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Information identified as archived on the Web is for reference, research or recordkeeping purposes. It has not been altered or updated after the date of archiving. Web pages that are archived on the Web are not subject to the Government of Canada Web Standards. As per the Communications Policy of the Government of CanadaExternal link, you can request alternate formats on the "Contact Us" page.

1 January 2008 ▪ Volume 34 ▪ Number 01

[Table of Contents] [Next]

The rising challenge of Lyme borreliosis in Canada

NH Ogden, DPhil, (1), LR Lindsay, PhD, (2), M Morshed, PhD, (3), PN Sockett, PhD, (4), H Artsob, PhD, (2)

  1. Foodborne, Waterborne and Zoonotic Infections Division, Public Health Agency of Canada, St-Hyacinthe, Quebec
  2. Special Pathogens Division, National Microbiology Laboratory, Public Health Agency of Canada, Winnipeg, Manitoba
  3. Vector-Borne Diseases and Non-Viral Serology Laboratory Services, British Columbia Centre for Disease Control, Vancouver, British Columbia
  4. Foodborne, Waterborne and Zoonotic Infections Division, Public Health Agency of Canada, Ottawa, Ontario

Lyme borreliosis (LB), caused by bacteria of the Borrelia burgdorferi sensu lato complex, is the most common vector-borne disease in the temperate zone and occurs in Europe, North America and Asia(1). Early LB is characterized by a skin lesion, erythema migrans (EM), which expands further than 5 cm from the tick bite, accompanied by flu-like symptoms, arthralgias, myalgias and fever. If untreated, the disease can progress to early disseminated LB with neurological involvement (particularly cranial neuropathies) and cardiac involvement (particularly atrioventricular heart block and myopericarditis). Late disseminated LB includes central and peripheral neurological manifestations and Lyme arthritis(2,3).

Borrelia burgdorferi sensu stricto is the etiological agent of LB in North America and is transmitted by ixodid (hard-bodied) ticks. These ticks feed on the wildlife reservoir hosts of B. burgdorferi, particularly rodents and birds, as well as hosts that are not reservoirs of B. burgdorferi, such as deer. Ixodes scapularis,the blacklegged tick, is the main vector in eastern and central North America and I. pacificus, the western blacklegged tick, is the main vector in the west. Both tick species are indiscriminate in their choice of host and will feed on humans when the opportunity arises, thus potentially transmitting infections of wildlife to humans.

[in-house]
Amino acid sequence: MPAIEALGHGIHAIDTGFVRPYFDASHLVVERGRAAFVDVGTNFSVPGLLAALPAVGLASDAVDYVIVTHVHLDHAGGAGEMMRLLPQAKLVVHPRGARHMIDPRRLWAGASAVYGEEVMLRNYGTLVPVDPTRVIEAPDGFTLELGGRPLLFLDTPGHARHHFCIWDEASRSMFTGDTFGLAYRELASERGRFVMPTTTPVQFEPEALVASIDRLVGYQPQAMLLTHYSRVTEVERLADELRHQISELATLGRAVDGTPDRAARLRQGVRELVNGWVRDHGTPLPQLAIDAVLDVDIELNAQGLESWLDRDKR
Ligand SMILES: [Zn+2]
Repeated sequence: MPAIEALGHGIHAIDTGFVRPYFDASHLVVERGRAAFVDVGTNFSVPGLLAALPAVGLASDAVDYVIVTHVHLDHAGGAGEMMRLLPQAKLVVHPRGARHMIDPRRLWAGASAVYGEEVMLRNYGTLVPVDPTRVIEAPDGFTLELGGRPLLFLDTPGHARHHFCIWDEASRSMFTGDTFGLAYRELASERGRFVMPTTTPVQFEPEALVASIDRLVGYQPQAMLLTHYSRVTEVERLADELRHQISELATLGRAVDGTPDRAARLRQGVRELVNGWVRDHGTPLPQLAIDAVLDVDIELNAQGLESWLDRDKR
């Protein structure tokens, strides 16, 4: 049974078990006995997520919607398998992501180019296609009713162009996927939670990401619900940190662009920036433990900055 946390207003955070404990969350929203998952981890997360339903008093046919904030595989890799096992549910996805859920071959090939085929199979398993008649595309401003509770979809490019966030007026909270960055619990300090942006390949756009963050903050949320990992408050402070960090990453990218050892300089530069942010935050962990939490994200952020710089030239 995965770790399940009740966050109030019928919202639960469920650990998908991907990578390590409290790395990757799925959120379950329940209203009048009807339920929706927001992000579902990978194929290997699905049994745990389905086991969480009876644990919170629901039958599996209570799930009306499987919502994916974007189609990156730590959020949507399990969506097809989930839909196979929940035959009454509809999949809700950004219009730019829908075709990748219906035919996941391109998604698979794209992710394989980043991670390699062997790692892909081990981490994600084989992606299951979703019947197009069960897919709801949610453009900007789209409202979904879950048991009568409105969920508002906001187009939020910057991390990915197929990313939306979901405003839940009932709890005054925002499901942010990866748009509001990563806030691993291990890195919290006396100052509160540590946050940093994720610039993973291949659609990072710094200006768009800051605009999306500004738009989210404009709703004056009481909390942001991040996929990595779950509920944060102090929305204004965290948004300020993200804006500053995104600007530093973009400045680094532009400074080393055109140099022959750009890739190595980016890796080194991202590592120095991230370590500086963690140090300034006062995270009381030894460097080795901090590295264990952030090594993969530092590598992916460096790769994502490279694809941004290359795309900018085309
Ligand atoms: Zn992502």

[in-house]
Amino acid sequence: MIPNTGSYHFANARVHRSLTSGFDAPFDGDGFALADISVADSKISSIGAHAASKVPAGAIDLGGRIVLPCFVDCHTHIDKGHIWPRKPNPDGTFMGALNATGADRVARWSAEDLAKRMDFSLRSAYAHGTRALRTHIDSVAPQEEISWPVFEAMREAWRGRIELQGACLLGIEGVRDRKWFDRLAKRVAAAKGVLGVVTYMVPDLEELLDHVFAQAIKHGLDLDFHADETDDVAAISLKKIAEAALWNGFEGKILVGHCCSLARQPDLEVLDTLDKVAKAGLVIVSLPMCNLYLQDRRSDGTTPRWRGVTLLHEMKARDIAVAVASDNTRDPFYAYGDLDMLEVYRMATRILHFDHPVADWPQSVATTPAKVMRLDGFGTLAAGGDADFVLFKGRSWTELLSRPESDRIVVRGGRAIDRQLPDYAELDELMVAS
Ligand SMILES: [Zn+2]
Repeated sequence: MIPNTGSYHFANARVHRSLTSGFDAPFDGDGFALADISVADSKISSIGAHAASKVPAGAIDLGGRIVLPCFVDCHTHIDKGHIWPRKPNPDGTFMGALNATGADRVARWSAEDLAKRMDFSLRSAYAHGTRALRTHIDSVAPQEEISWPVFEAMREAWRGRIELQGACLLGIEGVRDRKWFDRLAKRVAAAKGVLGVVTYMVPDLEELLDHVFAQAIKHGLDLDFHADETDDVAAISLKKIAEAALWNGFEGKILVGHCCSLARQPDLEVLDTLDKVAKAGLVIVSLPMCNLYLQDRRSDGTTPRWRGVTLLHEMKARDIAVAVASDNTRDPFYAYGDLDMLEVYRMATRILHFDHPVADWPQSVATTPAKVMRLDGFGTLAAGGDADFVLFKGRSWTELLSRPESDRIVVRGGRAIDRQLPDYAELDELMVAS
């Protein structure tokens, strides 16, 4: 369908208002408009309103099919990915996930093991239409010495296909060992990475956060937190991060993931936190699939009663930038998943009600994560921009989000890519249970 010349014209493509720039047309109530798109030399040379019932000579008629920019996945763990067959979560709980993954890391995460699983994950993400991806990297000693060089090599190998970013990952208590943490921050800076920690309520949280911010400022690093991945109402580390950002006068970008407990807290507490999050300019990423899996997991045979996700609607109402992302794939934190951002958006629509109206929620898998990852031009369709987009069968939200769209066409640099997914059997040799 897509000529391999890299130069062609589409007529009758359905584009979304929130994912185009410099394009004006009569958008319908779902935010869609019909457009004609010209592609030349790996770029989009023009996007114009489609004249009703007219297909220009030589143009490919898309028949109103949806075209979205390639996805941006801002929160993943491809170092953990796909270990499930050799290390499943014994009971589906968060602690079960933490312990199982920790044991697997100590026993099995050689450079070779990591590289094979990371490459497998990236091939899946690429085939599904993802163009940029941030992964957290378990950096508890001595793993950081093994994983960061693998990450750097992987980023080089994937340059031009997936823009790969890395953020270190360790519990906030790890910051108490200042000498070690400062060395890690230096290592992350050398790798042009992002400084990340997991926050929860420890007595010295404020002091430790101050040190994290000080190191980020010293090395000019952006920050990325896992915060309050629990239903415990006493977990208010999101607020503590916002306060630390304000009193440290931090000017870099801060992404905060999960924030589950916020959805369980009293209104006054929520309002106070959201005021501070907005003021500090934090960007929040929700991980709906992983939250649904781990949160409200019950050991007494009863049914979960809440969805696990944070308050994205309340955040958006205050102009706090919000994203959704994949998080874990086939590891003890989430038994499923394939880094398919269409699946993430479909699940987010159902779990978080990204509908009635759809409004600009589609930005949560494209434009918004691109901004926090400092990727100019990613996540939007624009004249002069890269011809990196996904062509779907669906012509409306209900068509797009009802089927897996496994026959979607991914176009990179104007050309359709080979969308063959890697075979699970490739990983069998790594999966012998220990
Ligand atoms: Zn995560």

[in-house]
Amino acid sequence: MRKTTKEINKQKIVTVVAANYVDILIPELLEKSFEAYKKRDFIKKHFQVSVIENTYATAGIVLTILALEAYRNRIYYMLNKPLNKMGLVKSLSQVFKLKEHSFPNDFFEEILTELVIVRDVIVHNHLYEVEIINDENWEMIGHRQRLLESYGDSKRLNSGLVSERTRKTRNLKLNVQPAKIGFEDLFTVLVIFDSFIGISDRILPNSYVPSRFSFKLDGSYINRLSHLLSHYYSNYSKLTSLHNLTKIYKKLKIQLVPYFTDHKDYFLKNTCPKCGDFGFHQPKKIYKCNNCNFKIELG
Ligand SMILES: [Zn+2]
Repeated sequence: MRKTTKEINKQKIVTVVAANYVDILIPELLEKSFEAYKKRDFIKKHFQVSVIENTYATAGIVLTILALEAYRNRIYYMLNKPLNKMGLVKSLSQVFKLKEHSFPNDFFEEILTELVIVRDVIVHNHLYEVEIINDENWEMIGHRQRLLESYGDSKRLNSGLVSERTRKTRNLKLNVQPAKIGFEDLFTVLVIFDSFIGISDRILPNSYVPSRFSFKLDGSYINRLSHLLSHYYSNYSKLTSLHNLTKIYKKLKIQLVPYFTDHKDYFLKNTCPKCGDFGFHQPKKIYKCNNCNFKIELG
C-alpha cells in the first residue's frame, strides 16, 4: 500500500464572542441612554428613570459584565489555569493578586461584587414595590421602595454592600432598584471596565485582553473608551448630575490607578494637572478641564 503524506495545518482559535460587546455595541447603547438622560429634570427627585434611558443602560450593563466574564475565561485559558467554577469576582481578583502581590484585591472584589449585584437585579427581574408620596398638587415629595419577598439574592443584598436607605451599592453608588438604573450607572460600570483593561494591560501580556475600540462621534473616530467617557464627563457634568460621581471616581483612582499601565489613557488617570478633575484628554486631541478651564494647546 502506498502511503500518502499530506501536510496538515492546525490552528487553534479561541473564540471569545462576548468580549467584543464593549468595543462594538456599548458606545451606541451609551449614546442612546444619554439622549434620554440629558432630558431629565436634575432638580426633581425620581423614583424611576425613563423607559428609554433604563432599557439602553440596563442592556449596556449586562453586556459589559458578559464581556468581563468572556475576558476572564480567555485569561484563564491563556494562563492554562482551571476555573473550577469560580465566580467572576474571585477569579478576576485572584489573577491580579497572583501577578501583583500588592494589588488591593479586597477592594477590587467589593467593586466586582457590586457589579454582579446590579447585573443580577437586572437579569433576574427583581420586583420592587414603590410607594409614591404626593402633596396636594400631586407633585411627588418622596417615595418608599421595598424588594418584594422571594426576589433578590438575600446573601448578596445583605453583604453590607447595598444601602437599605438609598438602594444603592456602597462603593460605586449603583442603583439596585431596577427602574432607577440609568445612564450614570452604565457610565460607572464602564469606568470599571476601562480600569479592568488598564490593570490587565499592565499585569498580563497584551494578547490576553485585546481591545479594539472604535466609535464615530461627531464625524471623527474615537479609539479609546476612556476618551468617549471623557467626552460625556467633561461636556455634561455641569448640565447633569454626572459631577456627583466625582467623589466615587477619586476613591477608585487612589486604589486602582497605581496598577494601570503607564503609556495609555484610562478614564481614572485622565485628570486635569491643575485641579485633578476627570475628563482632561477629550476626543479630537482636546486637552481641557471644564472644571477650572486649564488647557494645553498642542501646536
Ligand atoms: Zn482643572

LB is the most commonly reported vector-borne zoonosis in the northern temperate zone, up to 23,000 cases being recorded annually in the United States (US)(4). Most of these cases occur in the north-eastern and north-central states, many of which border Canada(5). As far as we are aware, established populations of tick vectors and natural endemic cycles of B. burgdorferi s.l. appear to have a limited geographic scope in Canada at present. However, recent studies indicate that the number of established populations of I. scapularis tick vectors is increasing in Canada and that climate change is likely to accelerate this trend. In addition, passive surveillance studies suggest that there is a low possibility that Canadians may be exposed to LB tick vectors in all 10 provinces, in areas where established tick populations are unknown, from infected adventitious ticks that are carried by birds into populated areas. We review here the significance of recent studies of the distribution of LB tick vectors in Canada and consider what steps may need to be taken to prepare for the challenge of LB in the coming decades.

Geographic distribution of endemic areas in Canada: past, present and future

South-eastern and south-central Canada
In Canada in the early 1990s, only one population of I. scapularis was known to exist, that at Long Point peninsula on the north shore of Lake Erie, which maintained an endemic cycle of B. burgdorferi(6). Tick populations have subsequently been identified using the protocol and criteria defined in the 1991 Canadian Consensus Conference on Lyme Disease(7), i.e. a defined locality where all three feeding stages of the tick (larva, nymph and adult) are present on resident animals or in the environment for at least 2 consecutive years. The protocol to collect ticks for identification comprises a standard effort of 10 person-hours of sampling the environment for questing ticks using a 1 m² flannel drag, and the trapping and examination of a minimum of 30 wild rodents during seasons when ticks could be expected to be active(7). Identification of B. burgdorferi infection in ticks or reservoir host tissues is necessary to confirm that B. burgdorferi is endemic in a site that is endemic for its vectors. In our studies, infection was identified by means of a polymerase chain reaction (PCR) test algorithm that has evolved over the last decade with advancing knowledge of the bacterium and changes to PCR technology(8). Since 1991, we have identified additional, but still isolated, populations of I. scapularis on the shores of Lake Erie; around Lake Ontario, in the vicinity of the Thousand Islands national park; in Nova Scotia; and in south-eastern Manitoba (Figure 1). Thus, while the distribution of recognized "endemic areas" for B. burgdorferi infection is still limited in Canada, it is increasing.

A number of factors can constrain the geographic distribution of I. scapularis:

(i) Habitat suitability: Ixodid ticks spend much of their life in the environment off their hosts, in the surface litter layers of the soil, while developing from one life stage to the next between the meals they take from their wild animal hosts, and on low herbage while seeking these hosts. For ticks to survive, the habitat must provide a litter layer that is capable of protecting them from drowning, dehydration, predation and prolonged deep-freezing(9). Field studies suggest that many habitats in eastern Canada are indeed suitable for survival of I. scapularis, and this aspect of the tick's biology may not be a major constraint on its northward spread across south-eastern Canada(10,11). However, it may well be an important factor in limiting any future spread of I. scapularis westward across the dry prairies(12).